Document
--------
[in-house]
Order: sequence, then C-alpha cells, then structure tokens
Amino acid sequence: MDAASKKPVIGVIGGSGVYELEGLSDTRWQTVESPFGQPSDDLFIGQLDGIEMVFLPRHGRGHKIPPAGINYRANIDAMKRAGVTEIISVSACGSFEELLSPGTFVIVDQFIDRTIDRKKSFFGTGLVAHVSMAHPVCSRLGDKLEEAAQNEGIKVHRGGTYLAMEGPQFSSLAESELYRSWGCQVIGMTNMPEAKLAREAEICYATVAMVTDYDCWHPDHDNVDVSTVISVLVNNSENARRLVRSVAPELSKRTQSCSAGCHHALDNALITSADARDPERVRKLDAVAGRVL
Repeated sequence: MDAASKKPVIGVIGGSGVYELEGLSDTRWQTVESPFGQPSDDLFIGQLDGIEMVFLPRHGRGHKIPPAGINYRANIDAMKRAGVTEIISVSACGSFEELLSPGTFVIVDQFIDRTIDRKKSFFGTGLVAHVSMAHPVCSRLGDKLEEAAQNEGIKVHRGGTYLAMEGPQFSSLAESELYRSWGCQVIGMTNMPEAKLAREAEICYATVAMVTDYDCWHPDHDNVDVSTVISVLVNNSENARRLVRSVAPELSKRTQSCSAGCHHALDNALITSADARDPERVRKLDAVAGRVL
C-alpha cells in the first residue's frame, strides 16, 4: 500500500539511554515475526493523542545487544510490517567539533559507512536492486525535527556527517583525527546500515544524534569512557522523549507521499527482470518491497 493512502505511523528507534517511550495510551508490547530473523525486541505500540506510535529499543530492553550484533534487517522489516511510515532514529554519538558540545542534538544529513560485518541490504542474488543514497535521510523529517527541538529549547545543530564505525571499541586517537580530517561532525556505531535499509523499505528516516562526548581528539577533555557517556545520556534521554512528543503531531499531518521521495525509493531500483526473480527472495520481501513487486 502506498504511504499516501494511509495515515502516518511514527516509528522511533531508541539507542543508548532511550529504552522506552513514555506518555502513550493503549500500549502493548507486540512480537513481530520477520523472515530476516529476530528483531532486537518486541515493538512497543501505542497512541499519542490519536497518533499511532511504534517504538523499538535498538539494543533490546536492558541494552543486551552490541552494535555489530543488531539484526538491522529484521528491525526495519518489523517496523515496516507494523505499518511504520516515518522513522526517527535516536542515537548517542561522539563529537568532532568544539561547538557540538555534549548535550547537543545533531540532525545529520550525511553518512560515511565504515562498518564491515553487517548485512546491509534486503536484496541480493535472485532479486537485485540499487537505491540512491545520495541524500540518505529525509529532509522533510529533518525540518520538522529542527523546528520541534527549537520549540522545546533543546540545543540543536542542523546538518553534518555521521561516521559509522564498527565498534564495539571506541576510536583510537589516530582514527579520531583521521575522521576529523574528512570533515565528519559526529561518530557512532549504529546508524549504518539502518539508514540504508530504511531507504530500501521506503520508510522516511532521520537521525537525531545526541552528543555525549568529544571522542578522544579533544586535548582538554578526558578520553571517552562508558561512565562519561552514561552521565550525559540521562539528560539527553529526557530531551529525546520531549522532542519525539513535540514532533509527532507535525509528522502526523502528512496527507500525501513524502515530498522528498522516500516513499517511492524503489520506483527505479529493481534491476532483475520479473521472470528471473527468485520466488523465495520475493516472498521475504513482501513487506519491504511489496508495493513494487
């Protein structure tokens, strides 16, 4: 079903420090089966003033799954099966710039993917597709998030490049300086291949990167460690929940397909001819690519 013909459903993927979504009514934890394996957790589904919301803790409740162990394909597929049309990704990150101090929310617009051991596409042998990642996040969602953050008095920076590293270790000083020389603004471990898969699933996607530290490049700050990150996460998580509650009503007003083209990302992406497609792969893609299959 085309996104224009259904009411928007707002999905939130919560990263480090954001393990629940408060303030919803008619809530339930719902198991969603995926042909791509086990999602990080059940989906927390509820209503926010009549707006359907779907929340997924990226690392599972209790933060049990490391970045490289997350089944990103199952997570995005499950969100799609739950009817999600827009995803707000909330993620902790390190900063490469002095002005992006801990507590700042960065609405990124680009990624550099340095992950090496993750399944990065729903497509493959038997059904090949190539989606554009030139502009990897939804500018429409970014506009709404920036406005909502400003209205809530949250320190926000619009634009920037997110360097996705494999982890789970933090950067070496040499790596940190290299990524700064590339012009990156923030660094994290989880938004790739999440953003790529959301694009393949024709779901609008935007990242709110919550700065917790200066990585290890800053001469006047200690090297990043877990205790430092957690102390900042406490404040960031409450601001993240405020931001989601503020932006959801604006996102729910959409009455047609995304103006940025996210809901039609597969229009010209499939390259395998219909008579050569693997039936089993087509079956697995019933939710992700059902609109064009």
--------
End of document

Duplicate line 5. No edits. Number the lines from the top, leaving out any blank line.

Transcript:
C-alpha cells in the first residue's frame, strides 16, 4: 500500500539511554515475526493523542545487544510490517567539533559507512536492486525535527556527517583525527546500515544524534569512557522523549507521499527482470518491497 493512502505511523528507534517511550495510551508490547530473523525486541505500540506510535529499543530492553550484533534487517522489516511510515532514529554519538558540545542534538544529513560485518541490504542474488543514497535521510523529517527541538529549547545543530564505525571499541586517537580530517561532525556505531535499509523499505528516516562526548581528539577533555557517556545520556534521554512528543503531531499531518521521495525509493531500483526473480527472495520481501513487486 502506498504511504499516501494511509495515515502516518511514527516509528522511533531508541539507542543508548532511550529504552522506552513514555506518555502513550493503549500500549502493548507486540512480537513481530520477520523472515530476516529476530528483531532486537518486541515493538512497543501505542497512541499519542490519536497518533499511532511504534517504538523499538535498538539494543533490546536492558541494552543486551552490541552494535555489530543488531539484526538491522529484521528491525526495519518489523517496523515496516507494523505499518511504520516515518522513522526517527535516536542515537548517542561522539563529537568532532568544539561547538557540538555534549548535550547537543545533531540532525545529520550525511553518512560515511565504515562498518564491515553487517548485512546491509534486503536484496541480493535472485532479486537485485540499487537505491540512491545520495541524500540518505529525509529532509522533510529533518525540518520538522529542527523546528520541534527549537520549540522545546533543546540545543540543536542542523546538518553534518555521521561516521559509522564498527565498534564495539571506541576510536583510537589516530582514527579520531583521521575522521576529523574528512570533515565528519559526529561518530557512532549504529546508524549504518539502518539508514540504508530504511531507504530500501521506503520508510522516511532521520537521525537525531545526541552528543555525549568529544571522542578522544579533544586535548582538554578526558578520553571517552562508558561512565562519561552514561552521565550525559540521562539528560539527553529526557530531551529525546520531549522532542519525539513535540514532533509527532507535525509528522502526523502528512496527507500525501513524502515530498522528498522516500516513499517511492524503489520506483527505479529493481534491476532483475520479473521472470528471473527468485520466488523465495520475493516472498521475504513482501513487506519491504511489496508495493513494487